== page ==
American Alpine Jounrna and Accidents in North American Climbing

India, Himachal Pradesh, Central Garhwal, Kamet, Normal Route, Ascent

  • Climbs And Expeditions
  • Climb Year:
  • Publication Year: 2006

Kamet, Normal Route, ascent. In the autumn Sue Nott and I spent seven weeks on an expedition to Kamet. We were plagued by horrible weather. On the approach from base camp to advanced base we got trapped between camps for five days while more than 3½m of snow fell. We had been in India for 25 days and only seen our objective, the unclimbed east face, for 10 minutes. And we still hadn’t made it to advanced base, which is only a three-day hike from base camp in normal conditions.

Kamet (7,756m) is situated close to the Indo-Tibet border, and a peak permit for foreigners requires permission from both India and China. Receiving this permit would have likely been impossible without the help of Ibex Expeditions, our great outfitter. One condition of the permit was a strict six-week time limit. Our original plan was to acclimatize on the Normal Route (the northeast face, first climbed by Lewa, Holdsworth, Smythe, and Shipton way back in 1931), and, after resting, go for it on the east face. When nearly out of time, we had to compromise and go for the summit by the Normal Route. Two of the three teams with plans for this route had already pulled the plug. These large teams had many high-altitude porters and twelve climbing Sherpas. The mountain was covered with deep snow, and the avalanche hazard was high. On September 30 we left our one-tent advanced base at 5,500m and started up with light packs, five days food, and fuel. We found spectacular yet technically easy terrain on this historic route, but the upper snow slopes scared the crap out of us. Here, we broke trail in deep snow, finding sections of highly tensioned wind slab. These slabs would kindly remind us of our insignificance by giving off a more than subtle “whoop.”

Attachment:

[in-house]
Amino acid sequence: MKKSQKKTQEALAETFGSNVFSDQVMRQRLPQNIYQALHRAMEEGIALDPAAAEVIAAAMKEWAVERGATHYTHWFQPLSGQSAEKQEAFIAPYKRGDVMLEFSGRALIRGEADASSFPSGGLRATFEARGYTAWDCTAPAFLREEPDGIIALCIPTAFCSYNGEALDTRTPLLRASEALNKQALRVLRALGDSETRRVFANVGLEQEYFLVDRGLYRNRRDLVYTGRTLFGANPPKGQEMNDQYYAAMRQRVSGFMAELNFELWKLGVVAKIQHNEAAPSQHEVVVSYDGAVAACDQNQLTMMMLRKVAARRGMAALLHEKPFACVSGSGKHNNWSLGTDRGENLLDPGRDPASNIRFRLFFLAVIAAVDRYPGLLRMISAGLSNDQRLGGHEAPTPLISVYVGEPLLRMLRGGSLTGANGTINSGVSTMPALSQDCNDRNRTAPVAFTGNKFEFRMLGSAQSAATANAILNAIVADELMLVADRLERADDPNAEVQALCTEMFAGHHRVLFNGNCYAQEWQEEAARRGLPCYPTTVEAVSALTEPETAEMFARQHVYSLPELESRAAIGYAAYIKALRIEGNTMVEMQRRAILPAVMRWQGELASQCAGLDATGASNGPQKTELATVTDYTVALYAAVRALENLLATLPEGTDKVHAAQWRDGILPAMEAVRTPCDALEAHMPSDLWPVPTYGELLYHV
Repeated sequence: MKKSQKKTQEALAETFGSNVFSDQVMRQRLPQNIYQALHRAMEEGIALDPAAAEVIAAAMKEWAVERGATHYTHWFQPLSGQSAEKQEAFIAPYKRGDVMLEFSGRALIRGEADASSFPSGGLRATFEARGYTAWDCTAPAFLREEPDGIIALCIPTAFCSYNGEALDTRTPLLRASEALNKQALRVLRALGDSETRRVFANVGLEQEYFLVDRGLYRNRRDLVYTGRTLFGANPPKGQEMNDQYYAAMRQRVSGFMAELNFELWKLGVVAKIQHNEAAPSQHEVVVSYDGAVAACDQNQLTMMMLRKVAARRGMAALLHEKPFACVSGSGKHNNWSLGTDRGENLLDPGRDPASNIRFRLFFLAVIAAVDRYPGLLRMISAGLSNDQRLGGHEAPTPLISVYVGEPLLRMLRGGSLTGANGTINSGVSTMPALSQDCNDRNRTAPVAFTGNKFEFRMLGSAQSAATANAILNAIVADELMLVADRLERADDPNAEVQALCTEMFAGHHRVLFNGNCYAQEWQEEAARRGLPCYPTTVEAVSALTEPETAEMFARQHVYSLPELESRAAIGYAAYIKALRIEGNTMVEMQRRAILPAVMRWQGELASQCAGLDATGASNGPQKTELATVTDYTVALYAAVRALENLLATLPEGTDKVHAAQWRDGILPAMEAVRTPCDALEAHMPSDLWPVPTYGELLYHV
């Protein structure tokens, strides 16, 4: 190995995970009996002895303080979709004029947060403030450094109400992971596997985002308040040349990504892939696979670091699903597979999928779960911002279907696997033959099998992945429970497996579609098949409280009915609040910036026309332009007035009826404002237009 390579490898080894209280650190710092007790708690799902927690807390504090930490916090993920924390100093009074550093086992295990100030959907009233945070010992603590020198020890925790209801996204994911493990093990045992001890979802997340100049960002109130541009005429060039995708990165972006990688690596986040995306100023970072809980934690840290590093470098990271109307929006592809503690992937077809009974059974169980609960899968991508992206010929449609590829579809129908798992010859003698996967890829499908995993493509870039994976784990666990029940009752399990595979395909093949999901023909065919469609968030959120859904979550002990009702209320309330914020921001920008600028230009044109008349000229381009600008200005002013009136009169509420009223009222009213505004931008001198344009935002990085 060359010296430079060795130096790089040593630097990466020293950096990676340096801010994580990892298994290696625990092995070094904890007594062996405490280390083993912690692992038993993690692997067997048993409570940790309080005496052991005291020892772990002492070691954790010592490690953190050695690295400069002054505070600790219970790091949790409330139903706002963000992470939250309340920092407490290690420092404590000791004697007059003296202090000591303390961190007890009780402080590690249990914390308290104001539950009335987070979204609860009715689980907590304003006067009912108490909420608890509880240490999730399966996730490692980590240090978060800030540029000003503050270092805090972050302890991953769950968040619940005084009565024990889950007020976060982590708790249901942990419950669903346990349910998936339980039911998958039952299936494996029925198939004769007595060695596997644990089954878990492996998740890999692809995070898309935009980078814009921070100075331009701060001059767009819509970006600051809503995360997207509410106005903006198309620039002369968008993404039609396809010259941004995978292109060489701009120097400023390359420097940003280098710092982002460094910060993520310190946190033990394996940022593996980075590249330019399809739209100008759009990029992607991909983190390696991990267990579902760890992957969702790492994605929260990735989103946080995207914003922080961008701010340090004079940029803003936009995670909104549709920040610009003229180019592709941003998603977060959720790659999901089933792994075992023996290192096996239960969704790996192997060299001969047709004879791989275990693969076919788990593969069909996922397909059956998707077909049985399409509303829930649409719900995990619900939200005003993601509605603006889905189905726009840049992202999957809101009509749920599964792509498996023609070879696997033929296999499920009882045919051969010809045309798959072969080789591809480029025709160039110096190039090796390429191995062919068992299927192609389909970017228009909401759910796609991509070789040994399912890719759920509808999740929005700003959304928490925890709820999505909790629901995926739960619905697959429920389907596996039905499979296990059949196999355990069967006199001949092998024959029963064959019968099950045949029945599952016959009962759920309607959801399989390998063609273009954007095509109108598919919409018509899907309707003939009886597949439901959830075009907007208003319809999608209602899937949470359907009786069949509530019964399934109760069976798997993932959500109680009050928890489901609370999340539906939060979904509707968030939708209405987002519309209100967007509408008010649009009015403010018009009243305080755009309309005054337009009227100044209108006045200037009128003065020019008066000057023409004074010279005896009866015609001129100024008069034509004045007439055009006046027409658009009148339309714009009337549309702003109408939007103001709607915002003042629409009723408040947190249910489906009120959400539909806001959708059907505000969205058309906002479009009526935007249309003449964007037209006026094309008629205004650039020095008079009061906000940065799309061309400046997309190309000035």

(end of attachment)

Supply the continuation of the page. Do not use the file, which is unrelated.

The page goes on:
After five days of hard work we reached the summit at 1:30 p.m. on October 4, in strong afternoon winds. Upon returning to Delhi we heard news of a tragic season: eight climbers killed on other expeditions. Though we didn’t get to attempt the east face, we had a great adventure and made many new friends.

John Varco

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